Is AI killing creativity?

Target audience – [Art creators, Art enthusiasts, Artists, creative professions ]

Age Group – [17-97]

Short overview of scenario

There are many applications of AI today in business, and it is even being used in creative professions. Behavioral experiments by Alok Gupta from University of Minnesota and Andreas Fügener, Jörn Grahl, and Wolfgang Ketter from University of Cologne in Germany bring a cautionary tale for current AI applications. The research, published in late 2021, uncovers risks, consequences, and solutions to over reliance on AI in business and creative decisions. The findings of this research suggest that groups of humans interacting with AI are far less effective as compared to human groups without AI assistance. Artificial Intelligence is not traditionally linked to the emotion-fuelled craft of creativity. Being perceived as a uniquely human skill, we love to think creativity remains the ultimate holy grail, impossible to replicate by a machine.

Scenario description

First, we have to demonstrate the difference between artistic creation and AI creativity. After that we are going to see the plus and minus of AI creativity. The teacher gives the learners a challenge to defend either AI creativity or Artistic Creation. Finally the class concludes by discussing how AI algorithms can be useful tools for artists, but they should not be considered as a replacement for human creativity.

Scenario Objectives

  • Demistify the AI to artists and content creators.
  • The ultimate goal is to enable artists and content creators to see artificial intelligence as manipulable—from a technical and societal standpoint—and to empower artists and content creators with tools to design AI with ethics in mind.

Outline plan 

Timing2 didactical hours (45’ each)
MethodsDilemma-based learning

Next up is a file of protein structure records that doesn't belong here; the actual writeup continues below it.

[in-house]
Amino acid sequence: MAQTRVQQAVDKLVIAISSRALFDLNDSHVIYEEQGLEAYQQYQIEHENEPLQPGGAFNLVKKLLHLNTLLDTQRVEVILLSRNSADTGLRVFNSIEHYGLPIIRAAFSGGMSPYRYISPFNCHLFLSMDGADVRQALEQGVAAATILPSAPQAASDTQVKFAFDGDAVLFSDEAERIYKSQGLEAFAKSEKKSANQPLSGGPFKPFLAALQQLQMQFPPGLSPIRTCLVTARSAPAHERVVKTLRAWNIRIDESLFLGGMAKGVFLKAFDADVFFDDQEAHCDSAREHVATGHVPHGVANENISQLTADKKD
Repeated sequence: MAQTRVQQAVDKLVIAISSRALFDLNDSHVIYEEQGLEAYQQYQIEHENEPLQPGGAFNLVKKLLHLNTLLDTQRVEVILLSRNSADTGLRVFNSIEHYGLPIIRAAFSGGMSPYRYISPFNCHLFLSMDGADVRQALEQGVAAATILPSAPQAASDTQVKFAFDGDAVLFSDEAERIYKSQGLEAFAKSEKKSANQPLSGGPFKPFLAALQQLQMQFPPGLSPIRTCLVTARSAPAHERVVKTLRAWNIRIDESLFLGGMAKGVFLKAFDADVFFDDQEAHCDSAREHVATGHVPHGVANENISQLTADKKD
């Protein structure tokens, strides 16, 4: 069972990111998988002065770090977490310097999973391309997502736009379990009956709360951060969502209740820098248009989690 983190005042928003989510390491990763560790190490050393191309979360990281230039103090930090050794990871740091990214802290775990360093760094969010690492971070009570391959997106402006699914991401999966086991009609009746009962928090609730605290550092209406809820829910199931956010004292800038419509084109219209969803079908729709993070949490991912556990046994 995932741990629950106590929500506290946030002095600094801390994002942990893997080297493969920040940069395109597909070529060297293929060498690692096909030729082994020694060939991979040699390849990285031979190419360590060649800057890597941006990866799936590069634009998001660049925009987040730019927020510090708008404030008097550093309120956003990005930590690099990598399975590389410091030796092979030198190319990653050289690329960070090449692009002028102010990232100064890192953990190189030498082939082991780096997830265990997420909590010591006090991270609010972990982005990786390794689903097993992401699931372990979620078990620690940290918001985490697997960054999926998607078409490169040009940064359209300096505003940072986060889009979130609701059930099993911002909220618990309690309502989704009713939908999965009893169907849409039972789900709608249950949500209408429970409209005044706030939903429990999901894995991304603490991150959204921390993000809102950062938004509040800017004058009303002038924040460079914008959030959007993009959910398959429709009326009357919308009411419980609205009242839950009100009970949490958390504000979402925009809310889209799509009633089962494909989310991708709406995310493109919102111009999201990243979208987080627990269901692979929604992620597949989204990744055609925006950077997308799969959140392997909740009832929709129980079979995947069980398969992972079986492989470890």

What the tutor is doingIn the first didactical hour the tutor starts his lecture with a video on dall-e2, the most popular AI artistic creativity example. After that the tutor will have to discuss with the learners what exactly is the role of an artist and what is art.
“An artist is someone who creates original works of art. They can include installations, sculptures, paintings, drawings, pottery, performances, photographs, videos, or any other medium. Artists are a vehicle for expressing universal emotion. An artist has the ability to be sensitive to things and express this in the paint, gesture, or color. The artist feels the atmosphere of a place, a moment or the memory of a feeling.”
“art is the expression of an idea in some sort of physical form”
After that the tutor has to present the dilemma to the students.
Firstly he presents the point of view that AI won’t kill creativity. Adobe blogs has a very helpful article that he can present in the classroom. Then he presents to the classroom the opposite point of view as it is presented in recent research.  In the end of the didactical hour the tutor splits the classroom into two teams. The first team will have to defend the first point of view and the second one the other point. 
After discussing these examples, the teacher leads a class discussion about the differences between artistic creation and AI creativity. They talk about how human artists use their own emotions, experiences, and understanding of the world to create art, while AI algorithms simply process and generate images based on patterns in data.
In the next hour the teams will have to exchange arguments on those two topics. The teacher will then have to guide them to the idea that the role of AI in art creation is only an instrument of creation, not the creator. Thus this new form of art needs a new mind perspective from the art creators. 
The class concludes by discussing how AI algorithms can be useful tools for artists, but they should not be considered as a replacement for human creativity.
What the learners are doingAs stated above in the first hour the learners are following the tutor. In the second hour they will have to study the resources given and/or search for other resources and create their arguments.
Equipment and SupportPC and projector for the educator.
PCs for the learners.
Link to AI@School CurriculumCollaborative learning and other pedagogical techniques for future. 
Assessment of/for learning
Resources/links/relevant content/Examples 

Our notes from practice

Dilemma-based learning (DBL) is one of the models applied as part of the lifelong learning approach. Dealing with authentic dilemmas  in practice is essential for the development of critical thinking, ethical perspective and professional identity.

Using dilemmas encourages the development and deepening of professionals’ self-identity and confronts them with ethical and moral dilemmas, challenges them to make decisions based on professional values.

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